Watching this resources will notify you when proposed changes or new versions are created so you can keep track of improvements that have been made.
Favoriting this resource allows you to save it in the “My Resources” tab of your account. There, you can easily access this resource later when you’re ready to customize it or assign it to your students.
In chemistry, pH is a measure of the hydrogen ion (H+) concentration in a solution.
The pH of a buffer can be calculated from the concentrations of the various components of the reaction.
The balanced equation for a buffer is:
$HA \rightleftharpoons H^+ + A^-$
The strength of a weak acid is usually represented as an equilibrium constant.
The acid-dissociation equilibrium constant (Ka), which measures the propensity of an acid to dissociate, for the reaction is:
The greater [H+] x [A-] is than [HA], the greater the value of Ka, the more the formation of H+ is favored, and the lower the pH of the solution.
ICE Tables: A Useful Tool For Solving Equilibrium Problems
ICE (Initial, Change, Equilibrium) tables are very helpful tools for understanding equilibrium and for calculating the pH of a buffer solution.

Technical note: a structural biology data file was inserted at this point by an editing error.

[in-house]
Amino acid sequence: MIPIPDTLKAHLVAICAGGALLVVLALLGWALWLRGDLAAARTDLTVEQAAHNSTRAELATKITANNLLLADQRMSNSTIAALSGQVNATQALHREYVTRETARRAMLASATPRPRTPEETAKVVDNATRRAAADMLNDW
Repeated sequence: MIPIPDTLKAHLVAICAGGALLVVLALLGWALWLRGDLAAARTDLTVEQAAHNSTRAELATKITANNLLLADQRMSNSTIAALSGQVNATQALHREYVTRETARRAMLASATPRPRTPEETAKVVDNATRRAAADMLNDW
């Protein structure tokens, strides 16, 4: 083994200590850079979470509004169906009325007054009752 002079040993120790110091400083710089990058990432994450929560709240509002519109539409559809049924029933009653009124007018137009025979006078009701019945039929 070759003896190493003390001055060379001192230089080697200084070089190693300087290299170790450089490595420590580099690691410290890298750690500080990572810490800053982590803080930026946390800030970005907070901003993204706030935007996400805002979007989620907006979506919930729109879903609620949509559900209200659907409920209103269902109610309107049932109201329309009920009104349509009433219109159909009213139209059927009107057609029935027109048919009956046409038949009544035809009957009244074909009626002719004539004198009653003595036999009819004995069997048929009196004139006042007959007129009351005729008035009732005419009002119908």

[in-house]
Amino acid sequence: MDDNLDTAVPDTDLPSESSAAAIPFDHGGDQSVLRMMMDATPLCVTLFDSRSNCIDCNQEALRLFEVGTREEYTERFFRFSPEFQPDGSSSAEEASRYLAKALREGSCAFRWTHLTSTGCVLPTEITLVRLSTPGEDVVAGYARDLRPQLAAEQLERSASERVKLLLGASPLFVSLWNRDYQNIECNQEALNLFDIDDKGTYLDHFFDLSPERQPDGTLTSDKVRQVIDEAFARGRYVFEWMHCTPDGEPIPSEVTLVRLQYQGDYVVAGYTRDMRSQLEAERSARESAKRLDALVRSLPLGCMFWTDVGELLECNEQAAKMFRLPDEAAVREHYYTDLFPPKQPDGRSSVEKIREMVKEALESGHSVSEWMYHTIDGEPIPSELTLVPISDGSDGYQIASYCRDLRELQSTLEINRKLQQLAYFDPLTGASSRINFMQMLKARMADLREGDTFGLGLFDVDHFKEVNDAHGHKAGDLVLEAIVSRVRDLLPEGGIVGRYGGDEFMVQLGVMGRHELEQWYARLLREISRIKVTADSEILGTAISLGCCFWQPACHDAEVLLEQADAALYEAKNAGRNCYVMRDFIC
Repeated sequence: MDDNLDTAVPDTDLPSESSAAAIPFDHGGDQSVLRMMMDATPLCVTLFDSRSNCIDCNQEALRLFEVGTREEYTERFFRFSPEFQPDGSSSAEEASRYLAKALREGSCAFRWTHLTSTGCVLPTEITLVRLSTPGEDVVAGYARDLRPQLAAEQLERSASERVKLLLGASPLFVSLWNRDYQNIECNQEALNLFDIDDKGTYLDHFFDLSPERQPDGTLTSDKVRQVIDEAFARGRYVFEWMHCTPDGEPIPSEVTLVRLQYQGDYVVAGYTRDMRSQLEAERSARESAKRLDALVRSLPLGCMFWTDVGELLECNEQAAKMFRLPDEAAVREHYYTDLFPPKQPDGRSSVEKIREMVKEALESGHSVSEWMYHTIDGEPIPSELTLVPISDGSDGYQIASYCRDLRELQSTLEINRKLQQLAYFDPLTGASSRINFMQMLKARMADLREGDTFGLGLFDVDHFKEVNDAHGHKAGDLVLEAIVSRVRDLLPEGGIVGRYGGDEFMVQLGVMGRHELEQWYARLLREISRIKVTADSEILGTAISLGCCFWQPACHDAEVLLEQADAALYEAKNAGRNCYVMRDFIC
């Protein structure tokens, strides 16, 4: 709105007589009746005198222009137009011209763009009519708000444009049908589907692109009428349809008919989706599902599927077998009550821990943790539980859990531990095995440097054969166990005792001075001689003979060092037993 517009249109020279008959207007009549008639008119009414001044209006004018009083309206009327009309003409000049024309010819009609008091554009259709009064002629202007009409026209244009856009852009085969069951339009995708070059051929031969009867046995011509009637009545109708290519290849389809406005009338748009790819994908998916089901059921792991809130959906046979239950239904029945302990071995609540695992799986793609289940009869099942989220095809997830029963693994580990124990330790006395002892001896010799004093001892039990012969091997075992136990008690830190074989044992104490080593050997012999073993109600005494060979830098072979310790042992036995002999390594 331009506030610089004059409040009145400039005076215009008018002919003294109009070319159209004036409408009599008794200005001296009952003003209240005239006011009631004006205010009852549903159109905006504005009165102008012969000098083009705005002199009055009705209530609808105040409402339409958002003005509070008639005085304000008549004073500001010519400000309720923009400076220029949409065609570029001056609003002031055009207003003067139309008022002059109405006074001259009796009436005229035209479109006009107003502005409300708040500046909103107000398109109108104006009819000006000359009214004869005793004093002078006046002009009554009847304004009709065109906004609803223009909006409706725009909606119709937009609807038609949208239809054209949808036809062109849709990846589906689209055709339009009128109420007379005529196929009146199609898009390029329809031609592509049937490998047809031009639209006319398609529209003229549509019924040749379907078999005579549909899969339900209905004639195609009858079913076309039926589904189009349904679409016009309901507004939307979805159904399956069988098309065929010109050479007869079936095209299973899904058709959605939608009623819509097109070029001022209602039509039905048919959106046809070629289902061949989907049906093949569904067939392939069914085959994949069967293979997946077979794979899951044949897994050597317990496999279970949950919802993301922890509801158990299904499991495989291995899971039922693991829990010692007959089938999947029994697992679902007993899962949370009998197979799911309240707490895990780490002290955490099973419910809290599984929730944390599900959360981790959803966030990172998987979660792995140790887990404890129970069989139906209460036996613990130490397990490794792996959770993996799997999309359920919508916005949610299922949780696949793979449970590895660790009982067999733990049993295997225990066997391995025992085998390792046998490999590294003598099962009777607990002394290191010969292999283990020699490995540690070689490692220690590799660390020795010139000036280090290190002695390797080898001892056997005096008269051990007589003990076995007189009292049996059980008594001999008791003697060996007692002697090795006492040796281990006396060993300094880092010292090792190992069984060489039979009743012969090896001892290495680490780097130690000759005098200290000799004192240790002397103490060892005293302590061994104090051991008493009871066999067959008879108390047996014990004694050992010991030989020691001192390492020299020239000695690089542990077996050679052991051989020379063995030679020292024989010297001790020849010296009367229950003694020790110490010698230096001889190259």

They consist of using the initial concentrations of reactants and products, the change they undergo during the reaction, and their equilibrium concentrations.
Consider, for example, the following problem:
Calculate the pH of a buffer solution that initially consists of 0.0500 M NH3 and 0.0350 M NH4+.
(Note: Ka for NH4+ is 5.6 x 10-10).
The equation for the reaction is as follows:
$NH_4^+ \rightleftharpoons H^+ + NH_3$
We know that initially there is 0.0350 M NH4+ and 0.0500 M NH3.
Before the reaction occurs, no H+ is present so it starts at 0.
During the reaction, the NH4+ will dissociate into H+ and NH3.
Because the reaction has a 1:1 stoichiometry, the amount that NH4+ loses is equal to the amounts that H+ and NH3 will gain.
This change is represented by the letter x in the following table.
Therefore the equilibrium concentrations will look like this:
Apply the equilibrium values to the expression for Ka.